LAS VEGAS — In Aliyah Boston’s first game at South Carolina, she became the first player in Division I history to secure a triple-double in a collegiate debut. It was the seventh in school history, putting her in rare air that didn’t include predecessor and 2017 South Carolina national champion A’ja Wilson. It only elevated the comparisons between the two, and heightened the expectations of Boston.
Boston, much like Wilson, continues to live up to them even after leaving the Columbia campus. Less than four years later — and with a second South Carolina natty on the shelf from Boston’s tenure — the duo will start the 2023 WNBA All-Star Game together as two of the most well-known and high-caliber players in the league. Team Wilson, which features Boston, will face Breanna Stewart’s squad at Michelob Ultra Arena on Saturday (8:30 p.m. ET, ABC).
Wilson has often shied away from comparing Boston’s talents to hers, instead wanting the younger player to have her own spotlight and be celebrated for her own skills, style and success. But their bond has always been there, from Wilson celebrating on the court with the 2021 national championship team to drafting Boston at No. 5 overall in the All-Star Draft this month.
“Gamecocks, we’re going to hold it down, always, forever to be,” Wilson said when announcing her pick on the All-Star Draft broadcast. “I don’t have to get her prepared, because you know Dawn Staley has already prepared us for these moments, so she’s going to shine bright under those big lights, and I’m excited.”
It’s another way they’ll forever be linked, and a nod to the powerhouse built by Staley, the Gamecocks head coach, that extends beyond winning college basketball games. Much like UConn before it, South Carolina wants to successfully prepare players for their dreams at the next level.
“Coach Staley does a great job of preparing our minds — and our bodies, obviously — but our minds of just being a pro at whatever you do. Being disciplined and staying into that,” Wilson said during a video call with reporters last month. “When I transitioned over into the league, I already had a mindset. I already knew how I could move, I already knew who I wanted in my circle on and off the court. The whole nine.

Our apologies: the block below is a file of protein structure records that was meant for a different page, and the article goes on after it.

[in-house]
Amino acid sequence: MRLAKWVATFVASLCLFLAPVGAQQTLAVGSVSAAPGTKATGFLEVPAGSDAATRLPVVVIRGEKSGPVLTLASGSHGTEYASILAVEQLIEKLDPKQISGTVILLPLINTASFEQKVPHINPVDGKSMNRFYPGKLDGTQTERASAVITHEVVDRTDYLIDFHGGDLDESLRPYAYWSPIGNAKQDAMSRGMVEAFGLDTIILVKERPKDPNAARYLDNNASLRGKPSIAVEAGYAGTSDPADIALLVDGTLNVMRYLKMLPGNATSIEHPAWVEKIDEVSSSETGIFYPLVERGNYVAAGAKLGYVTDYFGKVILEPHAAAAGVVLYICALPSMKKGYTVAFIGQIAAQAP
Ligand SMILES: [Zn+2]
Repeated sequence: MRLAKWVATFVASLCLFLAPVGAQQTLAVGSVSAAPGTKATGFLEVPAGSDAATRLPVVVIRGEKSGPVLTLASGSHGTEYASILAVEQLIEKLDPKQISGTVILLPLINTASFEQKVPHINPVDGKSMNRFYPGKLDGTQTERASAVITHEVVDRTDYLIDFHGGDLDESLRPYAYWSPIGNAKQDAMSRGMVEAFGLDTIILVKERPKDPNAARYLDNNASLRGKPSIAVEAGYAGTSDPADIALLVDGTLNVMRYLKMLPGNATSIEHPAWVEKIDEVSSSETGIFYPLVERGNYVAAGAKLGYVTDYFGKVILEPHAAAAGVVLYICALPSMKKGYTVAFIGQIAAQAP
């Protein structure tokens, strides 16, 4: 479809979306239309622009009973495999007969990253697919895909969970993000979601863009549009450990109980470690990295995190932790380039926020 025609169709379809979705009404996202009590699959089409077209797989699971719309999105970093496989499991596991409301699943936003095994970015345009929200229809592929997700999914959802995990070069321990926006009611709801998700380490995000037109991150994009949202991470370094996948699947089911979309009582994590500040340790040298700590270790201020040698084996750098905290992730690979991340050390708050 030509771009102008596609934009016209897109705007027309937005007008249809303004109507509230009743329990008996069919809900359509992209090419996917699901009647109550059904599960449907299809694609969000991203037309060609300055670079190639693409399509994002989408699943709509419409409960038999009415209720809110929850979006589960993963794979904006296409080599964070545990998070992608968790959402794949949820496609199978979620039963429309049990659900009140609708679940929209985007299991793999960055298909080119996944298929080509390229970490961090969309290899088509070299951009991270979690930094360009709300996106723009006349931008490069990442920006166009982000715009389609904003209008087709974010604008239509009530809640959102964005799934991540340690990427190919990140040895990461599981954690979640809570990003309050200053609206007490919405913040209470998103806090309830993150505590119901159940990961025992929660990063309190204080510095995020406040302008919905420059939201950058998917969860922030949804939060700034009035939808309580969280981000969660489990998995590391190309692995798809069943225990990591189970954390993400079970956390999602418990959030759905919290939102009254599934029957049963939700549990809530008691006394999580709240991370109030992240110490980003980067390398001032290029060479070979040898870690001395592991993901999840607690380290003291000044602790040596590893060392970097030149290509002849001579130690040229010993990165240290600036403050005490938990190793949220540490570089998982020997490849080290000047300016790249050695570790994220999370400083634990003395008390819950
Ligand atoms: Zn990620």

“I think Coach has done a great job of helping us navigate that at a pro level.”
The program had one All-Star alumna, Shannon Johnson, in its history before Wilson was named one months after going No. 1 in the 2018 WNBA Draft. Now a two-time MVP, she is making her fifth All-Star appearance in as many opportunities (the 2020 game was not played because of COVID-19).
It’s her third time as captain, and second consecutive year as the top fan vote-earner. Wilson is averaging 19.7 points (sixth), 9.3 rebounds (fifth) and 2.1 blocks (first) for the league-leading Aces (19-2) at the break. She ranks first in win shares (5.9), per Her Hoops Stats.
Boston is the eighth rookie in league history to earn the honor of All-Star starter and the first since 2014. She ranked fourth in the fan vote and has already proven herself a franchise-changing player for the Indiana Fever two months into the season.
“My biggest goal was being able to adjust quickly,” Boston said. “And I think that as time has gone on, games have passed, I’ve been able to do that, especially as we’ve played a couple teams for more than one time.”
She said last month being named an All-Star wasn’t on the list of things she thought about or wrote down as a goal and she was surprised to hear the news. Commissioner Cathy Engelbert called to tell her as the Fever touched down in Vegas for a set of games against Wilson and the Aces.
“I was in the airport trying not to react on the phone,” she said. “I was like, stay calm, stay calm. And then I texted my family group chat, I was like, ‘Guys, guess what?’”
Boston is averaging 15.4 points (20th), 8.4 rebounds (eighth) and 1.3 blocks (10th) for a Fever (5-15) squad that has lost 12 of its 15 games by single digits. It includes an overtime loss to New York heading into the break. She’s hitting 61% of her shots, a highly efficient clip that is the best of any player attempting at least three shots a game. And she ranked sixth in the player vote for frontcourt players, a clear indication her presence on the team is deserved.
Wilson also drafted Atlanta Dream guard and first-time All-Star Allisha Gray, a member of the 2017 title team and close friend, to a roster that is mainly her Las Vegas Aces teammates and Gamecocks connections. (Stewart went full-on New York Liberty and former Seattle Storm teammates.) They are three of eight South Carolina players in the league currently, one of the higher alumna ranks in the nation.
South Carolina is tied with Notre Dame (Arike Ogunbowale, Jackie Young, Jewell Loyd) for most players in this All-Star Game. It is also the only program of the past four champions to have an All-Star in the 2023 game.
Connecticut, the historic powerhouse that has sent dozens of alumni to the pros and many as top picks, has Stewart and Napheesa Collier in the game. Oregon also has two with Sabrina Ionescu and Satou Sabally, who went Nos. 1 and 2 in the 2020 draft.